FACILITIES FUNDING REFORM
Some Preliminary Thoughts for Consideration by the Working Group
Principles for Facilities Funding Reform
1. Funding should be adequate, equitable and sustainable.
2. All districts should have access to comparable funding for comparable needs based on uniform procedures and eligibility criteria.
3. Local school districts should take the lead in determining facilities project needs, scope, and design.
4. Funding formulas and administrative procedures should be as simple as possible, so as to minimize administrative burdens / paperwork and maximize local control, while providing accountability.
5. Property tax levies for facilities should be equalized in a manner that minimizes variations in revenue per student for comparable tax effort regardless of variations in local tax base, and provides stability over time.
6. Special provisions should be made to ensure adequacy and equity for districts that have incurred facilities damage due to natural disasters.
Facilities and Equipment Revenue
1. Consolidate the following revenues into a new “Facilities and Equipment Revenue” program, as a component of General Education Revenue, beginning in FY 2017:
a. Operating Capital Revenue;
b. Health and Safety Revenue;
c. Alternative Facilities Revenue;
d. Deferred Maintenance Revenue; and
e. Building Lease Levy
1. Allocate the new revenue based on a rate per pupil unit plus a rate per pupil unit adjusted for average building age, similar to the current operating capital revenue formula, but at a significantly higher level.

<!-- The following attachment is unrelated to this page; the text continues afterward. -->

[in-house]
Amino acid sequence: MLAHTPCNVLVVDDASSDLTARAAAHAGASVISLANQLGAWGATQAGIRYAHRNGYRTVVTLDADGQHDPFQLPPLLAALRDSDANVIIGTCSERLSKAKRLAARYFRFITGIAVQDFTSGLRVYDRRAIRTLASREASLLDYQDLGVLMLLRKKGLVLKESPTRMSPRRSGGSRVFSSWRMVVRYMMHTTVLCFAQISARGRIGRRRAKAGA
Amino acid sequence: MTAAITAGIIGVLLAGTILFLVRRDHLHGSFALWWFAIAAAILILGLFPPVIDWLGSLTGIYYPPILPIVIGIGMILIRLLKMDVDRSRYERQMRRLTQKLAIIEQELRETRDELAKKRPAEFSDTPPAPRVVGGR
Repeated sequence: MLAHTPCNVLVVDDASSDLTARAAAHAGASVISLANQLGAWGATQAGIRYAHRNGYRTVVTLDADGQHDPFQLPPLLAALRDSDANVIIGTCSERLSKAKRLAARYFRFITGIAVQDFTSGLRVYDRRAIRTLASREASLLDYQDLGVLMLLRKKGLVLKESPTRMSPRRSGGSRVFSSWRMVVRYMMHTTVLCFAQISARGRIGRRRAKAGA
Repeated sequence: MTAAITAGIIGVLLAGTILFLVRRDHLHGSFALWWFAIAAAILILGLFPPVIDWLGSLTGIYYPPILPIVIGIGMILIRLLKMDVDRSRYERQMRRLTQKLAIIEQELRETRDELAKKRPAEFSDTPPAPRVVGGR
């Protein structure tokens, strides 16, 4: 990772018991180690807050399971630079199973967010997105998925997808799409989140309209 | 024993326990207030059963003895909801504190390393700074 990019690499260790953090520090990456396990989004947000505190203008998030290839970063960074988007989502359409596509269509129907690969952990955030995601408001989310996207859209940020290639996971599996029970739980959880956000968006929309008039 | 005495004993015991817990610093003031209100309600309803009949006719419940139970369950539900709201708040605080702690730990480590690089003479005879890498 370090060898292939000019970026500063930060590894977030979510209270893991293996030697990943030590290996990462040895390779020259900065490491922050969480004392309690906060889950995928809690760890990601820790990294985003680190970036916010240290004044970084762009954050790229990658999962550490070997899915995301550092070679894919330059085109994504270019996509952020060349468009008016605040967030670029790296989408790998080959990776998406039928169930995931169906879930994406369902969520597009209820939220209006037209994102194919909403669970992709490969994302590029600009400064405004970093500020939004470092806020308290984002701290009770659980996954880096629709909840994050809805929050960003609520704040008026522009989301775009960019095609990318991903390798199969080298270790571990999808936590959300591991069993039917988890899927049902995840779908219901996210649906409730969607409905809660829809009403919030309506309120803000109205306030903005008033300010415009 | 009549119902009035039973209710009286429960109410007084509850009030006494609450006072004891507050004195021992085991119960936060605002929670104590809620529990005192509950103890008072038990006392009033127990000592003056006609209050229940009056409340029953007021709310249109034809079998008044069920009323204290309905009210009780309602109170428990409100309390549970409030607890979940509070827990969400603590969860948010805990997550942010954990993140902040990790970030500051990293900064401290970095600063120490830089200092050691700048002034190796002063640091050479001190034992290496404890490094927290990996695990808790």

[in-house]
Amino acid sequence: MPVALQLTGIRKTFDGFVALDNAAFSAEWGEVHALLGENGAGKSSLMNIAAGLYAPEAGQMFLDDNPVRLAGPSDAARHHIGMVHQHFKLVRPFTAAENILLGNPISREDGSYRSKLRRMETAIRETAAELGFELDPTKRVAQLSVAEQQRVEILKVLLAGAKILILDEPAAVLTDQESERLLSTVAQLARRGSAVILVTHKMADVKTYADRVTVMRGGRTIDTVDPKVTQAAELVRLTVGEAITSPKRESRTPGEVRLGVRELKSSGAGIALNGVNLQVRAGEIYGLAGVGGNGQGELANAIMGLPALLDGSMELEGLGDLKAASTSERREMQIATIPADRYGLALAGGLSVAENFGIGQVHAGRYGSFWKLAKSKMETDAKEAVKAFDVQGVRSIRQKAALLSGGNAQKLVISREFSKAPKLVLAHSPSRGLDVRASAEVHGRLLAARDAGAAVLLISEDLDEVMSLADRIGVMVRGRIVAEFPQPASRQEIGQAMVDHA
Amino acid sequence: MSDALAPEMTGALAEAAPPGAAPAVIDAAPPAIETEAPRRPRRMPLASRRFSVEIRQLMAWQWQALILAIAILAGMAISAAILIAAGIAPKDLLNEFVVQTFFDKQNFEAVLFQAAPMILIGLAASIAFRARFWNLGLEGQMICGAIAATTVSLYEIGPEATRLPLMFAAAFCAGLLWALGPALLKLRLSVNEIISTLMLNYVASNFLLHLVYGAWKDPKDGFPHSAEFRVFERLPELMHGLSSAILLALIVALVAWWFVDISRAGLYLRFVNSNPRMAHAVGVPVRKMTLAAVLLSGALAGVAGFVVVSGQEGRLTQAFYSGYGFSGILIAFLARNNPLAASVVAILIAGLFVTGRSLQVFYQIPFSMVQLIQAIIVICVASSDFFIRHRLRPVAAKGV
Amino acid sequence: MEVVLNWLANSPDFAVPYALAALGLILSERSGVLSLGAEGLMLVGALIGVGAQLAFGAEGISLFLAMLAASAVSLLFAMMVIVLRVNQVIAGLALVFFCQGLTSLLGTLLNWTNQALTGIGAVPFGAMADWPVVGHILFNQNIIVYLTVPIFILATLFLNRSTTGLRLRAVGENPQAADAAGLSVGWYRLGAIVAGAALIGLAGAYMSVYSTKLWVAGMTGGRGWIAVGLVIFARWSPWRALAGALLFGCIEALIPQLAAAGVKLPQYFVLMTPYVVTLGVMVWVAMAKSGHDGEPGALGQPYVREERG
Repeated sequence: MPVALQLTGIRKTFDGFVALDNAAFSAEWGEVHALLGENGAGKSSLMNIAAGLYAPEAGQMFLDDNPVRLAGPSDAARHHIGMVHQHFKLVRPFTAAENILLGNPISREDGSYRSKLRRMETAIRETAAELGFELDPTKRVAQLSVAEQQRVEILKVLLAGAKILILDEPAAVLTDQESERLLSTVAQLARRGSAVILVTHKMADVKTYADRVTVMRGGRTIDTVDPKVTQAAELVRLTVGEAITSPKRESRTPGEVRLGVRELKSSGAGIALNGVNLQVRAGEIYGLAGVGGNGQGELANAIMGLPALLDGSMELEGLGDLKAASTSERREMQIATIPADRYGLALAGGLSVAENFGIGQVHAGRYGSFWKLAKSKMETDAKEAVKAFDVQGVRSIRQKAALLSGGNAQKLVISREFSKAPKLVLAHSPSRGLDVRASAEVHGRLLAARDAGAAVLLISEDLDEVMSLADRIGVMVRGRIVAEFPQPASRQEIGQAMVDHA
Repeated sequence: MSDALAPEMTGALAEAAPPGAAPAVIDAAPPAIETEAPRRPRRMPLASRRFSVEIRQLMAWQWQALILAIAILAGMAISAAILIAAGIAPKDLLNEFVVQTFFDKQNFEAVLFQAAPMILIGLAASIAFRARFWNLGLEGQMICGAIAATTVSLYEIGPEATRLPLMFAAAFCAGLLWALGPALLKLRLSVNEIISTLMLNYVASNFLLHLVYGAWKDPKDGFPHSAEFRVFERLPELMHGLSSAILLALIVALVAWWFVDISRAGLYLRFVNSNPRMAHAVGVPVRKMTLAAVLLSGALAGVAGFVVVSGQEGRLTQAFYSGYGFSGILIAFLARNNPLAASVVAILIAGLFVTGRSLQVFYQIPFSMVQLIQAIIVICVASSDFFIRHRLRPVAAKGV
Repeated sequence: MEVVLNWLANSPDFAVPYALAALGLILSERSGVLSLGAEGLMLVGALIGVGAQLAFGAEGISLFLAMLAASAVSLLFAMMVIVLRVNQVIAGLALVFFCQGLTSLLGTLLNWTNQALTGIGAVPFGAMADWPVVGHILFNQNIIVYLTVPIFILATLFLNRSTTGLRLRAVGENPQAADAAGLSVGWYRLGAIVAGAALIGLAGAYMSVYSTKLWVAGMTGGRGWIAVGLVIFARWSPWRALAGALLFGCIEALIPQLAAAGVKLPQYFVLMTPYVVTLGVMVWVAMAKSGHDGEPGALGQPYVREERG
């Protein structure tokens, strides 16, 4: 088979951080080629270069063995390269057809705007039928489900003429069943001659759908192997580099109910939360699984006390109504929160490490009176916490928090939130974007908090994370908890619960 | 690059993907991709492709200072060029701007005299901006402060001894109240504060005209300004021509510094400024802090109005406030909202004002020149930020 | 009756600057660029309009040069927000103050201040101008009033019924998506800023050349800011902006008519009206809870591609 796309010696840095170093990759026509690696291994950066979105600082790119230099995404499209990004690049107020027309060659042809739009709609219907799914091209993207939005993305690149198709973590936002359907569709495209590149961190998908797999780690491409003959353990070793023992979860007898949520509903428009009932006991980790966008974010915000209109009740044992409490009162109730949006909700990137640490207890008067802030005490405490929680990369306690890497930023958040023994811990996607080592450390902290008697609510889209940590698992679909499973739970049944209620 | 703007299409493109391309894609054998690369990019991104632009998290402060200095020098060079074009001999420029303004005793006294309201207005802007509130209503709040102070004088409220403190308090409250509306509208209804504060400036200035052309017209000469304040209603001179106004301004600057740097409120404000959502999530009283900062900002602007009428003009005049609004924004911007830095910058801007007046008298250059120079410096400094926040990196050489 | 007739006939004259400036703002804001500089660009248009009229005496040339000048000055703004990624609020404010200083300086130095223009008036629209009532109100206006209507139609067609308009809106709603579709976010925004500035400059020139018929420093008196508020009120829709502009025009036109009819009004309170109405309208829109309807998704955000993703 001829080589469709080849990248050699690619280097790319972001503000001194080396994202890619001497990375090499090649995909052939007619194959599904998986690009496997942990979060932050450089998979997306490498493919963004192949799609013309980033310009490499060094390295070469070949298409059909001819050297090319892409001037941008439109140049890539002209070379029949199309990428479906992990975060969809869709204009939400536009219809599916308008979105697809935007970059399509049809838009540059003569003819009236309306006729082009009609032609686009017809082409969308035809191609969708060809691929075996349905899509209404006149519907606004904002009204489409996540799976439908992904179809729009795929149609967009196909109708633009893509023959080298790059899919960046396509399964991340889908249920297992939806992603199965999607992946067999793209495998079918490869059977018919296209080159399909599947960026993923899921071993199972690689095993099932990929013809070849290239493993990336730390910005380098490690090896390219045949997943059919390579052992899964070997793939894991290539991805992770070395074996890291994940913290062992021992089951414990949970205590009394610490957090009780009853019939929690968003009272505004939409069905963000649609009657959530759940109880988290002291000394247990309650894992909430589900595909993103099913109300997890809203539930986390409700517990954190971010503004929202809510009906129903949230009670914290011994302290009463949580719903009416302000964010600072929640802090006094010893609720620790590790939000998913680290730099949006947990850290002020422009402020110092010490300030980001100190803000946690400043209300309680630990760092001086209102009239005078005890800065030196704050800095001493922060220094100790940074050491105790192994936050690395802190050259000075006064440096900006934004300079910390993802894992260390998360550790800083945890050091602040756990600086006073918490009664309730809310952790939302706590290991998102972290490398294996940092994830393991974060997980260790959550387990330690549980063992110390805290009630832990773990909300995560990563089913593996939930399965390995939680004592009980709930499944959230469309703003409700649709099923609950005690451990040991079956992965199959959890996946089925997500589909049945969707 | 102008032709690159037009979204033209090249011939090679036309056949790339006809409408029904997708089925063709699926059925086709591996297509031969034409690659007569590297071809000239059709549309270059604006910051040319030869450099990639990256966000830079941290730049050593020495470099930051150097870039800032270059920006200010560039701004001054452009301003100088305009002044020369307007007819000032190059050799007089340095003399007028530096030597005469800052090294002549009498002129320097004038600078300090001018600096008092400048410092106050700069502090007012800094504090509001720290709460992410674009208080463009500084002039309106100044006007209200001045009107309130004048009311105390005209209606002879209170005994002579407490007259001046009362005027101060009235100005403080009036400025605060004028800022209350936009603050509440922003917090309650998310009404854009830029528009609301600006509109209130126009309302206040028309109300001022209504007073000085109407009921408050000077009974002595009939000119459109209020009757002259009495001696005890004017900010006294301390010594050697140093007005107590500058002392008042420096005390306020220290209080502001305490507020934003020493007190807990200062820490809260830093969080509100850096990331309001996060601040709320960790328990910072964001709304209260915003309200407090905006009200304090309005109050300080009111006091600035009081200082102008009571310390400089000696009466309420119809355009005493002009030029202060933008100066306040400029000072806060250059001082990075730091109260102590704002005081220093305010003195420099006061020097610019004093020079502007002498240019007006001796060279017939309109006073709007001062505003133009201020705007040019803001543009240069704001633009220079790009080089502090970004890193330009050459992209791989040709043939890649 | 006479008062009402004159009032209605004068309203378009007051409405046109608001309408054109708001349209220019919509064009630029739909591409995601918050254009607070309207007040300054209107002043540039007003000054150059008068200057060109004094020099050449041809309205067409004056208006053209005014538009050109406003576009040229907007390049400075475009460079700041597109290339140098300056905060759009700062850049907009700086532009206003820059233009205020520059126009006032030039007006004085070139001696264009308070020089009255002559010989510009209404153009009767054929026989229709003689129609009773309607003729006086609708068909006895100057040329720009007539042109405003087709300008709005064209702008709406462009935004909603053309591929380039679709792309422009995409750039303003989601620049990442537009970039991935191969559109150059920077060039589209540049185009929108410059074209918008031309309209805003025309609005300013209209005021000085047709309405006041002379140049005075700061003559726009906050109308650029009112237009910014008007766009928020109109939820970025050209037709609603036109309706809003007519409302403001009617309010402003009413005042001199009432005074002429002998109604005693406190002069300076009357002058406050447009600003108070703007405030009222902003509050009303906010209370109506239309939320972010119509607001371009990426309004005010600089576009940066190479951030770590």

2. Formula rates would be determined by summing the following:
a. The current operating capital rates;
b. the state average health and safety revenue per pupil unit, adjusted for variations in average building age if districts with older buildings have higher average costs;
c. the state average alternative facilities revenue per pupil unit for districts in the alternative facilities bonding program, adjusted for variations in building age if districts with older buildings have higher average costs; and
d. the current maximums for the building lease levy ($162 for all districts plus $46 for intermediate district members for use at the intermediate).
3. To manage the transition to the new formula:
a. Districts would be guaranteed to receive at least as much as under old law for the above categories for FY 2017; gradual phase out of guarantee on a schedule or as existing district debt levy goes down.
b. Revenue increases for districts currently receiving less than the new formula revenue would be phased in over time.
4. Districts would be authorized to use this revenue for any purpose for which operating capital, health and safety, alternative bonding, deferred maintenance, or building lease levy revenue can be used currently.